A sumptuous guide to the studios of 26 Maine artists, living and dead

So you think you know Maine artists. They probably do, but do you know how many of their studios are still there, something when they left? A recently published coffee table book shows a collection of these magical places as used by 26 artists.

Cover courtesy of Rizzoli Electa

“At First Light” was put together by a triumvirate of professionals. Anne and Frank Goodyear are co-directors of the Bowdoin Art Museum. Michael Komanecky is the chief curator of the Farnsworth Museum. The book itself is the great product of a collaboration between the Bowdoin Museum and the Rizzoli Electa publishing house.

Stuart Kestenbaum (Maine’s Poet Laureate, who retired this month) sees the life of these houses and spaces as independent. Apart from the presence (or the ghosts) of the artists, everyone is a “haven from everyday life”. The Goodyears and Komanecky take turns introducing the rooms, providing a brief overview of the artist’s life and the various ways he or she was connected to Maine. Walter Smalling’s beautiful photos of the actual venues take care of the rest.

“At First Light” was conceived with the state’s bicentenary in mind and traces back to Jonathan Fisher, the polymath whose “Morning View of Blue Hill Village” is one of the jewels of the Farnsworth Museum. It gives as clear a glimpse of life in Maine as possible in 1824.

Actually, Fisher (1768-1847) is something of an outlier. Starting with Winslow Homer, the rest of the book’s artists lived through to the last century. They can be broadly summarized as American Impressionists (Frank Benson and Charles Woodbury), whose working years extended more or less equally to 1900, followed by early modernists (John Marin, Marsden Hartley, and Rockwell Kent), most of whom were best known in the first half of the 20th century was 20th century.

At this point, the authors’ thoughtful chronology is interrupted by the artistic phenomenon of the Wyeth family. NC, Andrew, and James each receive their own treatment, but they are difficult to separate geographically and artistically. Smalling, the photographer, called it “Wyeth World”. Another overlap, the Rockwell Kent home on Monhegan Island is now Jamie Wyeth’s studio.

The modernists William and Margaret Zorach put us back on the chronological path. And then there are the Porters, Eliot and his younger brother Fairfield, the other family of artists who, like the Wyeths, have absorbed Maine’s unique local feel on Great Spruce Head Island from childhood. Inland, Berenice Abbott, another photographer, spent her final years at Monson.

Next, in his Portland Press Herald obituary for David Driskell, Bob Keyes named “a wave of postwar artists coming from New York, including Ashley Bryan, Alex Katz, Lois Dodd, and later Robert Indiana, with the landscape in a modernist way wrestle. “Some of them discovered Maine as students at the Skowhegan School of Painting and Sculpture. Her studios are all included in “At First Light”, as are those of Rudy Burkhardt and Yvonne Jacquette.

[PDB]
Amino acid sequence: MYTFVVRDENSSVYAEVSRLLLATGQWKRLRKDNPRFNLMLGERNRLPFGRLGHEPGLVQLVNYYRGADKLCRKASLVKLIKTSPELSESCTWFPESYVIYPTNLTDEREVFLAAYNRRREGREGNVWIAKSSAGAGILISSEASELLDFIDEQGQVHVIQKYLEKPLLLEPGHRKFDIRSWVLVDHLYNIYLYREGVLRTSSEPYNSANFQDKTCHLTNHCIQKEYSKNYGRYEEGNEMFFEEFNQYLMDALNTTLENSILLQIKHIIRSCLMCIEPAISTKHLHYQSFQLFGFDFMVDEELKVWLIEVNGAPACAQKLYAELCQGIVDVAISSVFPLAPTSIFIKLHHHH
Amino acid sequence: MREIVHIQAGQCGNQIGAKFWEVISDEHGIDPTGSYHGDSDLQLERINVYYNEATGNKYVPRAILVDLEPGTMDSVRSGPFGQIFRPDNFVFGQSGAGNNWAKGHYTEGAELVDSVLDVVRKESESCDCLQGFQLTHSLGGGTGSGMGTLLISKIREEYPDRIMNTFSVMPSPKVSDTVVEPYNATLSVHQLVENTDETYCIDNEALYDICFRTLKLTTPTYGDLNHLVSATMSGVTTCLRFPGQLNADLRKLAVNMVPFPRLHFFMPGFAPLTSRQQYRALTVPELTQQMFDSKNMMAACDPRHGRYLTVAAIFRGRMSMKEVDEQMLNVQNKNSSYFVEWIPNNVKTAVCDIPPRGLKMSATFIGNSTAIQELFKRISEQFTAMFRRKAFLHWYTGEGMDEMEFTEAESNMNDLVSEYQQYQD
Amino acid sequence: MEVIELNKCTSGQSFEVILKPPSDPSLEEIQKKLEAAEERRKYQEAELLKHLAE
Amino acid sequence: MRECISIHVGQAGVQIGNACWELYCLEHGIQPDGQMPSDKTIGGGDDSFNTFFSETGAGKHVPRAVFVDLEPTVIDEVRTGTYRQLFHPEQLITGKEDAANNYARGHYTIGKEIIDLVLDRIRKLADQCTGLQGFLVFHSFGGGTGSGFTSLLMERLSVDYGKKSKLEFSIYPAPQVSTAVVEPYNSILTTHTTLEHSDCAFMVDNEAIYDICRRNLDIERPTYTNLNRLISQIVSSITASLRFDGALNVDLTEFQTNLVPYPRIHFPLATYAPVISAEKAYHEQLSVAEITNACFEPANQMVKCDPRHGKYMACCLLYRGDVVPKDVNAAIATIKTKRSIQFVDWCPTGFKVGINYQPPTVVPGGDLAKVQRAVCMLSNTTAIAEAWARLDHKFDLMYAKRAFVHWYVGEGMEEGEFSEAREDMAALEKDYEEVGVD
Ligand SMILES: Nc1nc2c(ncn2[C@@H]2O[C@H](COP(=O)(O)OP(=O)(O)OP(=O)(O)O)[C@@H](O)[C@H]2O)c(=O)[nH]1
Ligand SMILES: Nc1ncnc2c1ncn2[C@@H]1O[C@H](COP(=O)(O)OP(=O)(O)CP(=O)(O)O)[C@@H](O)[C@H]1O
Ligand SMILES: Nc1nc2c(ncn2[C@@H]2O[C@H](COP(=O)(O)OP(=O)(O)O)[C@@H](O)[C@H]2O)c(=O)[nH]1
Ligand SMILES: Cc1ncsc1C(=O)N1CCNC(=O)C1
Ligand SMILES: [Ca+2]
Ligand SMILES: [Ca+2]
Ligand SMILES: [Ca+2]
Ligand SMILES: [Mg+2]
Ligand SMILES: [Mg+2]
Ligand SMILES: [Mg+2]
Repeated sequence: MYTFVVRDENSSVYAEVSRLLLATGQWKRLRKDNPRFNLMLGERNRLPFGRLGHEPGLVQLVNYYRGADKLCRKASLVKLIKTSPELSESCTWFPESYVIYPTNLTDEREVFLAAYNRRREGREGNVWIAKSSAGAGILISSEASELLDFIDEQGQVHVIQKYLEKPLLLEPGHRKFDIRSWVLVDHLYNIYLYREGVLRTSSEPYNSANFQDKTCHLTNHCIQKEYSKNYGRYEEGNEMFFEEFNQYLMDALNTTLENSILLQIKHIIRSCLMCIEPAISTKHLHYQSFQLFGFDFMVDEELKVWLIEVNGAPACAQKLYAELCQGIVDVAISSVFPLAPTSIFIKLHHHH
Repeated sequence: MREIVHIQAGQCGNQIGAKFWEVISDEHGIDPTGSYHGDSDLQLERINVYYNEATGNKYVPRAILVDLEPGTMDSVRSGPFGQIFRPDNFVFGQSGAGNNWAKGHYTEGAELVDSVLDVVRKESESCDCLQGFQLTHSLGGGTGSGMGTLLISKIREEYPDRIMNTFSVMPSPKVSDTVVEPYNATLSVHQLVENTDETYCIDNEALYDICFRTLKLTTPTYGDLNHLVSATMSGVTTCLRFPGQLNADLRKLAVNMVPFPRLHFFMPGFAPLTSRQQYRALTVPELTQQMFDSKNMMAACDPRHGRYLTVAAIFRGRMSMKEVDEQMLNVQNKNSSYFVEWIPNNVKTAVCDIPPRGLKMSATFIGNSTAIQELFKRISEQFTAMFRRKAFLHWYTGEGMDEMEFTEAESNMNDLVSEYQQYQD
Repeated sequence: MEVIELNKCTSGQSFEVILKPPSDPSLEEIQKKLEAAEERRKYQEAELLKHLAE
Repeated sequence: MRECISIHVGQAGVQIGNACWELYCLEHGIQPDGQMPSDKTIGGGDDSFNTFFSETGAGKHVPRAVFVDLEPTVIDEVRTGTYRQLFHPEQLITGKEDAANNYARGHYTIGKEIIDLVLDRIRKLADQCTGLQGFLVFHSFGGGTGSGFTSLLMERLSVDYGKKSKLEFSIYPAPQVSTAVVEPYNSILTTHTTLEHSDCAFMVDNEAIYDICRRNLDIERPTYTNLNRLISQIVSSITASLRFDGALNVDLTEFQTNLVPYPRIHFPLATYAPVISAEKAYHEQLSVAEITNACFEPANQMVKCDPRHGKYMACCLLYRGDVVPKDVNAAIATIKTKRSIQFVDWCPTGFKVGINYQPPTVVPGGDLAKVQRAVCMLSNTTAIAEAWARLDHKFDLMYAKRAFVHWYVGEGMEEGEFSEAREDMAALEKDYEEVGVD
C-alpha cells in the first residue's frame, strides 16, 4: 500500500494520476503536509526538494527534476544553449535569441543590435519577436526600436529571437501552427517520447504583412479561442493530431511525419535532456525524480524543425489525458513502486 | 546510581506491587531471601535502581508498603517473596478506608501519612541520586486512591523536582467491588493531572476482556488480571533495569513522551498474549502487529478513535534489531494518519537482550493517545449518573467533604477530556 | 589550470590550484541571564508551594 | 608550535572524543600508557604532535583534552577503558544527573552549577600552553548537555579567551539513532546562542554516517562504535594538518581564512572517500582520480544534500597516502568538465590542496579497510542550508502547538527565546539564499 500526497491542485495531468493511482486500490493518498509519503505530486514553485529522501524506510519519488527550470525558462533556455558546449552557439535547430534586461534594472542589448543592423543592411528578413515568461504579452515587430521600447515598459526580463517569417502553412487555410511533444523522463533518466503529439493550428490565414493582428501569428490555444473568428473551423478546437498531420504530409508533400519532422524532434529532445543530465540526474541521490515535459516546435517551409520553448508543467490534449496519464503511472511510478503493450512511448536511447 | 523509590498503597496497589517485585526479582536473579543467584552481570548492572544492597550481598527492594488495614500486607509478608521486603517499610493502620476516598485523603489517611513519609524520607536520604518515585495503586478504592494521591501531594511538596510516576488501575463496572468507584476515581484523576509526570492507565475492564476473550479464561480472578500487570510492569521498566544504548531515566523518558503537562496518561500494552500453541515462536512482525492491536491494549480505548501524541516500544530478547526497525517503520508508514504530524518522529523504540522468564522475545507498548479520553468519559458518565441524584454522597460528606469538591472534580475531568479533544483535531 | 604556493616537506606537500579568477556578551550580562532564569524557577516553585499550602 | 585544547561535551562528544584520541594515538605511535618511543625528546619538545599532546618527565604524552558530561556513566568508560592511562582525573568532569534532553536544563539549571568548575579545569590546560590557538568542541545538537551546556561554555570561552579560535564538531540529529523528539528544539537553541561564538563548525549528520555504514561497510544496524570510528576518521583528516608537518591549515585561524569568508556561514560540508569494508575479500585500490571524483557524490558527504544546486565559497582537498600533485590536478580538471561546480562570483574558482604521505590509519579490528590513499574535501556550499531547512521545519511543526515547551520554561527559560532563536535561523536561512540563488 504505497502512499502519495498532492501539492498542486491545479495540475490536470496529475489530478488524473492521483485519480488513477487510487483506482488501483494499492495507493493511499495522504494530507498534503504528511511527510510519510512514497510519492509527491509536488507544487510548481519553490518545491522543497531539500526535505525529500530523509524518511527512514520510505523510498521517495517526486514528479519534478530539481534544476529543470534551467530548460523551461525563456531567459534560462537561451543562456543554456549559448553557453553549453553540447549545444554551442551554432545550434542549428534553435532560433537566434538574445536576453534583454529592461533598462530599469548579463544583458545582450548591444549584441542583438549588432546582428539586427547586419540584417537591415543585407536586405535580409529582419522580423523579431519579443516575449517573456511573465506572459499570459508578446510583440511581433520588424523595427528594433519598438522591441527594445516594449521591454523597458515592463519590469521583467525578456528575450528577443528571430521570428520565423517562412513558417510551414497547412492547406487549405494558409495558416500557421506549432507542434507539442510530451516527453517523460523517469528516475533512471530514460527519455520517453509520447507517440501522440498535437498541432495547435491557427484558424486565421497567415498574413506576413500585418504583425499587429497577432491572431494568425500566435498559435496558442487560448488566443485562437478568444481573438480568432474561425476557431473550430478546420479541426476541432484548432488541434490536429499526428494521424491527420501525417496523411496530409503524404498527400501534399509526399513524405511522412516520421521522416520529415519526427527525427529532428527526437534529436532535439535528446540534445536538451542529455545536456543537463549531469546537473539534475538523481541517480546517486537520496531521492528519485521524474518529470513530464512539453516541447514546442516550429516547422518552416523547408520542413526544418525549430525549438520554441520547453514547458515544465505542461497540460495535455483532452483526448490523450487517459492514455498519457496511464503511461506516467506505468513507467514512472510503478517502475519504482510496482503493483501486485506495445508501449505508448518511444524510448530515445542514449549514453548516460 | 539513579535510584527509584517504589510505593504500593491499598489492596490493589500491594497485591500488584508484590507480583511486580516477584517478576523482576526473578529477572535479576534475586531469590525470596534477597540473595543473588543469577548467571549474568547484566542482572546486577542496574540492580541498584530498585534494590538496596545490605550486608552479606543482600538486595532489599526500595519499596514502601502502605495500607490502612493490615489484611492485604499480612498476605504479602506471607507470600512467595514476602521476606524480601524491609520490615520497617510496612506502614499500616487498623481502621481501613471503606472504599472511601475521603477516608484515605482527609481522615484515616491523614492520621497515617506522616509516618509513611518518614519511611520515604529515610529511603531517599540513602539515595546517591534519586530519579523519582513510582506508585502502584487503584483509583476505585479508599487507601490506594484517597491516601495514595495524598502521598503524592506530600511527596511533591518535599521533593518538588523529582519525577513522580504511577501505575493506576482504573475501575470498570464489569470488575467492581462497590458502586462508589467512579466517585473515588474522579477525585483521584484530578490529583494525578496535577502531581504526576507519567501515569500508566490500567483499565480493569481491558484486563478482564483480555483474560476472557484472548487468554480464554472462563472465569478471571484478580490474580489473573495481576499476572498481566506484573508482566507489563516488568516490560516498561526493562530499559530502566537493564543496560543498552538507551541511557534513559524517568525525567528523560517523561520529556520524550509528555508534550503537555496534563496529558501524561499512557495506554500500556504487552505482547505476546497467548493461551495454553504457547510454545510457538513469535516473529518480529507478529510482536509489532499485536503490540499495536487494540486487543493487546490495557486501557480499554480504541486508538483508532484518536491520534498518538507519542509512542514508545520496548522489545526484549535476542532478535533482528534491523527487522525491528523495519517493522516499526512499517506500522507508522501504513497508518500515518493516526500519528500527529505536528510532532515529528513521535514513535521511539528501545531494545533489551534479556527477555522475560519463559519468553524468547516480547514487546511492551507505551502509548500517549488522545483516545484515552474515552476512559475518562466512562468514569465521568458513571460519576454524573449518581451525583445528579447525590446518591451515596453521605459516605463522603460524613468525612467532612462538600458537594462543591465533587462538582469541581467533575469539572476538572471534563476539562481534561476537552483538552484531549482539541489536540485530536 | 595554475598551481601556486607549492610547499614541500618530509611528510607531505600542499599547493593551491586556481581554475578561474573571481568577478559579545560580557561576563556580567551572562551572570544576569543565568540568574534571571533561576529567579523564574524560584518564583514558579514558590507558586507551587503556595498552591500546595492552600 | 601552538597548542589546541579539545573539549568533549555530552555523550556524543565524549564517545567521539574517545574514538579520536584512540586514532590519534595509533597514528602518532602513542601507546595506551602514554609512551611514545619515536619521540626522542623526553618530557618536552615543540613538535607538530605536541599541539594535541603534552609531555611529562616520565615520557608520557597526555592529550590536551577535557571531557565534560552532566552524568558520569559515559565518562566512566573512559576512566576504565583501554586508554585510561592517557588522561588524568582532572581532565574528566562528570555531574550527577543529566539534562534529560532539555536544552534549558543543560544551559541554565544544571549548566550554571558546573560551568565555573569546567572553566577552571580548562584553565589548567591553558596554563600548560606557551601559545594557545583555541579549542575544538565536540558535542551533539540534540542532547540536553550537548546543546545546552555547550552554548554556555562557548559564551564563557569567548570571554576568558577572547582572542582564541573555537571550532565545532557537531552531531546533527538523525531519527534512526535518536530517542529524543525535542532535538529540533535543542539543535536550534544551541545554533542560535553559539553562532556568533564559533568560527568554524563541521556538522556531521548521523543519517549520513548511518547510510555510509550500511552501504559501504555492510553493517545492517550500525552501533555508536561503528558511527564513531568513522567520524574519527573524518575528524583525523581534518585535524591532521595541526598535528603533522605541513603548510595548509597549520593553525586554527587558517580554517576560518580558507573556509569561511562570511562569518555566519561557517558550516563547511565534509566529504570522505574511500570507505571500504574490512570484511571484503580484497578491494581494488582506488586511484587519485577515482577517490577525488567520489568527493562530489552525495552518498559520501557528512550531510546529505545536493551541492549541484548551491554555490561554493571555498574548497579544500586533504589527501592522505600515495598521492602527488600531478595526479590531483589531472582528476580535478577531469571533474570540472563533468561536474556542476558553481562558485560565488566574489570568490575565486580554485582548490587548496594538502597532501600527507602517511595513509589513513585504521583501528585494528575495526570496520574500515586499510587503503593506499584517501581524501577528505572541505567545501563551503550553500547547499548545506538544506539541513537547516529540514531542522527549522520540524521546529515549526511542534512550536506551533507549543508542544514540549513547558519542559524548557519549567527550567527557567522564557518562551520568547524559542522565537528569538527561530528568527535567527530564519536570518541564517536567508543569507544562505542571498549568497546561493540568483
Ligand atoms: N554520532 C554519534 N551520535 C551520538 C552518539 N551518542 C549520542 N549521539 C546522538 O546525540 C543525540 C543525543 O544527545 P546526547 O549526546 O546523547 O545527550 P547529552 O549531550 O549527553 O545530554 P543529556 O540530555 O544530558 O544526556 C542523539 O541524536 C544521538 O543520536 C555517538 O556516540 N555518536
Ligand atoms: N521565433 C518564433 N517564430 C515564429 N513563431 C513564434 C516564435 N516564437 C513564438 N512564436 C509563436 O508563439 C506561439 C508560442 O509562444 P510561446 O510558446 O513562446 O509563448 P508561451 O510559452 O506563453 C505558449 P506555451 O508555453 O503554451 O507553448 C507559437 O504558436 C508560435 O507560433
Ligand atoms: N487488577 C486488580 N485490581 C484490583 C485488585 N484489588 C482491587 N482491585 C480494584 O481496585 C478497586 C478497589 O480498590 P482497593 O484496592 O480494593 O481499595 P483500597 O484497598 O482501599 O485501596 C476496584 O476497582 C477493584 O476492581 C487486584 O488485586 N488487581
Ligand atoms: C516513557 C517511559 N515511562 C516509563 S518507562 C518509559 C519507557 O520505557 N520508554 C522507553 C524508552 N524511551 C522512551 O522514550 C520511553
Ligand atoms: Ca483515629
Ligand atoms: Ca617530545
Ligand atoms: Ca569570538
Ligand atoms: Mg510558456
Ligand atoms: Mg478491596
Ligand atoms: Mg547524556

Another Skowhegan alumnus, Bernard Langlais, was born in Maine on the Indian island. His studio in Cushing is one of the few open to the public. (Winslow Homers on Prout’s Neck is another.)

Molly Neptune Parker has lived in Indian Township all her life, continuing the basket-making traditions of the Passamaquoddy tribe, evolving them from utility forms (weighing baskets for collecting fish scales and heads in processing plants) to the most exquisite forms.

After all, the two wild cards in the pack are Richard Tuttle and William Wegman. I don’t mean that in any derogatory sense, but they “wrestle with the landscape” in a completely different way than the other artists. Tuttle’s response to what he calls the “in between” landscape stands out from the rest with its ultra-minimalist approach, while Wegman and his Weimaraners offer a postmodern view of Rangeley Lake and its surroundings.

“The studio is waiting, a door opens in silence, shadow and light.” This is how Kestenbaum starts the reader on this aesthetic marathon (26 stops). The anticipated amusement is more than rewarded by Smalling’s lavish photographs. They are complemented by examples of the work of each artist. A particularly cheerful arrangement combines two flower pictures, a painting and a photo by Fairfield and Eliot Porter.

Unexpected details – a pair of long johns on the clothesline, the shadows of a man and a dog about to enter the house – reinforce the immediacy of some of the living artist’s rooms. Jonathan Fisher’s furniture, on the other hand, has the stately order of a monument. Other areas range from all kinds of busyness – toys, tools, junk – to the sprawling spaces of Alex Katz’s studio and the almost clinical order of Yvonne Jacquette. In contrast to the “artistic” singularity shown in some of the other studios, the warmth in Molly Neptune Parker’s living room reflects the all-important collaborative aspect of basket making.

Each location presented a different challenge to the photographer. Sometimes Smalling rearranged furniture. Once he emptied an entire room and then filled it with family items provided by the artist’s grandchildren.

“At First Light” was supposed to be accompanied by an exhibition at the Bowdoin Art Museum last year, but it was “covided”. We have to hope it was just a postponement. Until then, the book is a breathtaking consolation prize.

Thomas Urquhart’s new book, Up for Grabs, a story from Maine’s Public Reserved Lands, will be published in May.

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